Large reserves of manganese nodules have been identified in the Central Indian Basin, as a result of extensive exploration comprising more than 2000 shipdays, 7 research vessels, 9000 samples, 400,000 km of narrowbeam echosounding, 300,000 sq km of multibeam sounding, over 50,000 photographs, 450 hours of vedio data and 1130 km o.E deeptowed SBP and SSS data. Spatial variation of nodule abundance and grade, their inter-relationship with one another, as well as the bathymetry of the seabed were the r/rime considerations for selection of the " Pioneer Area" of 150,000 sq km, which was allocated to India in 1987. An environmental impact assessment experiment has also been initiated to evaluate the possible effects of mining activity on the deep sea environment.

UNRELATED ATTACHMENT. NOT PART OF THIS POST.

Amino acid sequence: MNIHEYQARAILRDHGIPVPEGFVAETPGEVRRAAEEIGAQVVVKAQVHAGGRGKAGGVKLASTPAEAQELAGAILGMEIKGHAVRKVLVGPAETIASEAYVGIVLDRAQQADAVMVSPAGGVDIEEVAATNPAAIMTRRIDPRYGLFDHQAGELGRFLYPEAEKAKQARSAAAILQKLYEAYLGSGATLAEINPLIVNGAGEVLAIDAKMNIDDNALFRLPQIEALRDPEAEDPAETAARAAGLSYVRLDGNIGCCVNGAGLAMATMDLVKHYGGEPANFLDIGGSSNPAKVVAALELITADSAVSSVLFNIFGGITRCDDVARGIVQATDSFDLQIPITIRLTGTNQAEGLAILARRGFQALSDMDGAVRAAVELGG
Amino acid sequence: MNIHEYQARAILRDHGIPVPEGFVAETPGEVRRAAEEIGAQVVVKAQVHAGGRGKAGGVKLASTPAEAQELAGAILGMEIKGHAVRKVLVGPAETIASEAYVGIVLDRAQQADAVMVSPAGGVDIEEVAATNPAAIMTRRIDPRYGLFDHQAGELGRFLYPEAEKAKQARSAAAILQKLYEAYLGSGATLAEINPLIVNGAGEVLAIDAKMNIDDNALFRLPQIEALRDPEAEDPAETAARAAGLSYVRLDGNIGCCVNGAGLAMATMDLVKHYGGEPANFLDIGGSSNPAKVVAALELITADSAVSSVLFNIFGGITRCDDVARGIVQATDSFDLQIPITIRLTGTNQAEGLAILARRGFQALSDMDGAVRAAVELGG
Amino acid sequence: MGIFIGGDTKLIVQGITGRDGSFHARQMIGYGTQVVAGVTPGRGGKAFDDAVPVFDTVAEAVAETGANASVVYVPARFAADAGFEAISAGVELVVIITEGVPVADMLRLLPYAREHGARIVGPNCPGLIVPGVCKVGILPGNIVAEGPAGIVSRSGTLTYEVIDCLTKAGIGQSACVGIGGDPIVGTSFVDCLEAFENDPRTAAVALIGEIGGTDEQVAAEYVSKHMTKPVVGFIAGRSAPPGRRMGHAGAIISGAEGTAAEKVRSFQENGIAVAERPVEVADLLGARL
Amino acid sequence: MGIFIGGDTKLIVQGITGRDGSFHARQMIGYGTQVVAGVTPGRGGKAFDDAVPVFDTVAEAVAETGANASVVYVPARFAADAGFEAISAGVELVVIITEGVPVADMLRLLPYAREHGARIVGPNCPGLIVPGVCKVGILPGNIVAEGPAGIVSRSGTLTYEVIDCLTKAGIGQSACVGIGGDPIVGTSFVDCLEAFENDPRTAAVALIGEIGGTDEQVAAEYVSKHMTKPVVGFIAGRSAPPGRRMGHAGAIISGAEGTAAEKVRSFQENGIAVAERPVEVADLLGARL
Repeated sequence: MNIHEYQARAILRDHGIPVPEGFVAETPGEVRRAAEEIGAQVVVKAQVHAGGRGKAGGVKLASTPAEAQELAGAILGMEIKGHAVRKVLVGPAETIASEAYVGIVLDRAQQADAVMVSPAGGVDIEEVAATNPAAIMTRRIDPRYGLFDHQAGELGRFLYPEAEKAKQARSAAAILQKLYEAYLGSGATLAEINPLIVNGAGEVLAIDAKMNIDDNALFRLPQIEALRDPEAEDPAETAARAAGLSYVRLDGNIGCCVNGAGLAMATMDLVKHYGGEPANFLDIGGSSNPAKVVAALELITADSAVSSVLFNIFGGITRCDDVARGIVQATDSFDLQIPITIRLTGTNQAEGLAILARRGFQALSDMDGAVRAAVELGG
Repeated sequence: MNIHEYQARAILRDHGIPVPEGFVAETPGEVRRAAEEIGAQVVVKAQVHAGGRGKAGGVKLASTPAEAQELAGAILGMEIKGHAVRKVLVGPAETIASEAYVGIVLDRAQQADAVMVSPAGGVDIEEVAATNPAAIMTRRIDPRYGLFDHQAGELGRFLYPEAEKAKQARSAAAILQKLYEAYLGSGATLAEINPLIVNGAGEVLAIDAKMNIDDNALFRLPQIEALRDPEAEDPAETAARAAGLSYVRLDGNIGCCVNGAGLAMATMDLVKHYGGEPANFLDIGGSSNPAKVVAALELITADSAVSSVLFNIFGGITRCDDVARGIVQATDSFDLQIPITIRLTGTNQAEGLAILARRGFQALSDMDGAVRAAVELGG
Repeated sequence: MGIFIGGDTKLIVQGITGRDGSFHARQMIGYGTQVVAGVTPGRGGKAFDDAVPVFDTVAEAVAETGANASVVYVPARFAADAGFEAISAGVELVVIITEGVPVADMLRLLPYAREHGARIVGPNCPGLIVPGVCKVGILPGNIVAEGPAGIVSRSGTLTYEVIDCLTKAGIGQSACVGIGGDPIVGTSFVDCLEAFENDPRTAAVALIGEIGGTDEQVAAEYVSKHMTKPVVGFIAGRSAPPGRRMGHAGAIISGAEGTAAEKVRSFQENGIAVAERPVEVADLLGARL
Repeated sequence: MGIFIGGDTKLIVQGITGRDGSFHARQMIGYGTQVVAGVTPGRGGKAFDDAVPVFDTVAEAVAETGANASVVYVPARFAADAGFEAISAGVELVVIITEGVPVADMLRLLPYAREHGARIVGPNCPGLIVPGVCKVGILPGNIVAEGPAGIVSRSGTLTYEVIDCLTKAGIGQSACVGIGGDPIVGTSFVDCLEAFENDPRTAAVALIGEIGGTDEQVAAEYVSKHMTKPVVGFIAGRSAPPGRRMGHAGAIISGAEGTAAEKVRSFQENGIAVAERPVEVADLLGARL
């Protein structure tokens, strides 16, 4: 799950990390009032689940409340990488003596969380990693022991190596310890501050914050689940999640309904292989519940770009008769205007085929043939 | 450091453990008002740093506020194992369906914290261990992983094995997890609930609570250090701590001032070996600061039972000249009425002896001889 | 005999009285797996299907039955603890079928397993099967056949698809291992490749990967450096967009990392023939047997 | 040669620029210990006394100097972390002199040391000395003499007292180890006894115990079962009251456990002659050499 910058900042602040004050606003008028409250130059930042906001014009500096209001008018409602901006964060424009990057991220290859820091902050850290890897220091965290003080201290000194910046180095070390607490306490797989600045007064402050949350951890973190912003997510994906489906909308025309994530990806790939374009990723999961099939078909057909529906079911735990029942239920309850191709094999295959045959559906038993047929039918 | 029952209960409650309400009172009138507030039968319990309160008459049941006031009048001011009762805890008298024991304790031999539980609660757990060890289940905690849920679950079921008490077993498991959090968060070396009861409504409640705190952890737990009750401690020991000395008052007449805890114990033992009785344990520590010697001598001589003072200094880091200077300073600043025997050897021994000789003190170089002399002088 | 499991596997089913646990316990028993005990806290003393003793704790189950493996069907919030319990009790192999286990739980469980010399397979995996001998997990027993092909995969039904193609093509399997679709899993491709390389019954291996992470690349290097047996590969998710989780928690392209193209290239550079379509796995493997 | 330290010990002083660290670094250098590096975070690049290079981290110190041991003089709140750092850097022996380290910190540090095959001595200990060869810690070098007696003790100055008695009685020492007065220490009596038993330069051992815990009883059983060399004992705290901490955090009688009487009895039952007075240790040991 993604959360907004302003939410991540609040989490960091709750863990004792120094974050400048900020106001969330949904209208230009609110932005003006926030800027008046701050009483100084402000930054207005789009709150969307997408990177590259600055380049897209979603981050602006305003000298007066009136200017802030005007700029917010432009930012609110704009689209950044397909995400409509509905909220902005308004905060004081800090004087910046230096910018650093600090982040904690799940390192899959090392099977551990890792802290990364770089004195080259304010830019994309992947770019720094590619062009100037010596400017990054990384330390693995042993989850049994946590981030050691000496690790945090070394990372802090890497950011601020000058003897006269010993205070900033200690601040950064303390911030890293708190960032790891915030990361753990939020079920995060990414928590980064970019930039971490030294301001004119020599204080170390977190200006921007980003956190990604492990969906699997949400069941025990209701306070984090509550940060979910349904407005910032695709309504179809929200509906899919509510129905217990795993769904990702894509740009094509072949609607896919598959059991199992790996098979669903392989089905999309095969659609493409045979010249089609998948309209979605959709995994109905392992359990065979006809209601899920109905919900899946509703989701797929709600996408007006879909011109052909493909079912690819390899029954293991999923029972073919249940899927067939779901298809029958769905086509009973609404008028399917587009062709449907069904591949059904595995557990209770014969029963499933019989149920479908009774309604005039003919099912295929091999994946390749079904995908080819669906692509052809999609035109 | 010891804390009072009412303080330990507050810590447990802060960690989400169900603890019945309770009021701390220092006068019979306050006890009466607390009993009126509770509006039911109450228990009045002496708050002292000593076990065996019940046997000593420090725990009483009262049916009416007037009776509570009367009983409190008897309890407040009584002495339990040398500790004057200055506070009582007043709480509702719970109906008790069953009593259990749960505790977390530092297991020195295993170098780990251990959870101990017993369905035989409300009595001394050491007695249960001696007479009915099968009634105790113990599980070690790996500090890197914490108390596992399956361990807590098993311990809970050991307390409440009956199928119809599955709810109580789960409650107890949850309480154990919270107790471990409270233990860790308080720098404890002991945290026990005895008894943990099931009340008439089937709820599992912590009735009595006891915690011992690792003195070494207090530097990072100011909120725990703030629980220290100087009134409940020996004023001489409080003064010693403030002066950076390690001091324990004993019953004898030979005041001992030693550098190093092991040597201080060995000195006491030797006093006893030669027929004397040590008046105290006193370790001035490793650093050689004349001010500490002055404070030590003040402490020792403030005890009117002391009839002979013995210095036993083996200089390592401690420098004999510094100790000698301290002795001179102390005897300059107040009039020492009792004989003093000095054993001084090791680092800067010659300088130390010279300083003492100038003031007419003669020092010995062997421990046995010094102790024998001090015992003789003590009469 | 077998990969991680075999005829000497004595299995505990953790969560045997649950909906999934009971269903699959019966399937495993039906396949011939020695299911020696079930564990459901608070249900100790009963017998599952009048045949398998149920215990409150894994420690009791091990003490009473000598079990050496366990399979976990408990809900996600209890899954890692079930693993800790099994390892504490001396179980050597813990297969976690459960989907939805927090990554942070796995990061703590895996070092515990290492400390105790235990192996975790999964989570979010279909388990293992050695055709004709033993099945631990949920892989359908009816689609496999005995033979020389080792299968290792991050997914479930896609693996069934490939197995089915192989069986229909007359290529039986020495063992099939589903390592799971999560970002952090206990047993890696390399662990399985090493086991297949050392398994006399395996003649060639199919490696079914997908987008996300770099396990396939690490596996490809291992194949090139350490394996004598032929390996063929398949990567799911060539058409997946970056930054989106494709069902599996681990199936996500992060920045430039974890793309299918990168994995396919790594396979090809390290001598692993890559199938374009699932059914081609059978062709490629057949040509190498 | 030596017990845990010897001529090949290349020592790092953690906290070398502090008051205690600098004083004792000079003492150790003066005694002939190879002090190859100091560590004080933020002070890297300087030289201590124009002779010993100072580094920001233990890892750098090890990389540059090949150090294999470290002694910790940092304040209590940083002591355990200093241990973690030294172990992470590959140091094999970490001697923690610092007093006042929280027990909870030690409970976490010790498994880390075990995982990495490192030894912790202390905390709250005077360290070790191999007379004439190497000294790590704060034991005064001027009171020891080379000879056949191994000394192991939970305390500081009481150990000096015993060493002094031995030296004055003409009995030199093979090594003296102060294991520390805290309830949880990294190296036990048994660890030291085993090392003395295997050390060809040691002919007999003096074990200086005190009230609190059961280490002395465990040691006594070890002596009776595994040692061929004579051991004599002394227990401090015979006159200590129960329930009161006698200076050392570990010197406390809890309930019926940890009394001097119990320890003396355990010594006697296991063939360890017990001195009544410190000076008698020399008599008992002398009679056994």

As a result of a planned approach and extensive exploration activity, India became the first country to be allocated an area of 150,000 sq km in the central Indian Basin (Fig. 1), by the International Seabed Authority in 1987. Beginning with the regional surveys (at 100 km grid), and followed by closer sampling (at 25 km grid), detailed bathymetric surveys and large number of deep tow profiles, have resulted in a large database for identification of potential areas for mining in future. This paper describes the inputs from exploration related activities and their application for exploitation of the deposits, which are being carried out at the National Institute of Oceanography. Development of metal 1urgical process for extraction of metals as well as R&D on various subsystems of the mining system are underway at different laboratories under this multi-agency project, which is financed by the Department of Ocean Development (Govt. of India).
Nodule fields are concentrated between 9°30" S to 16°30" S and 72°30" E to 82°30" E.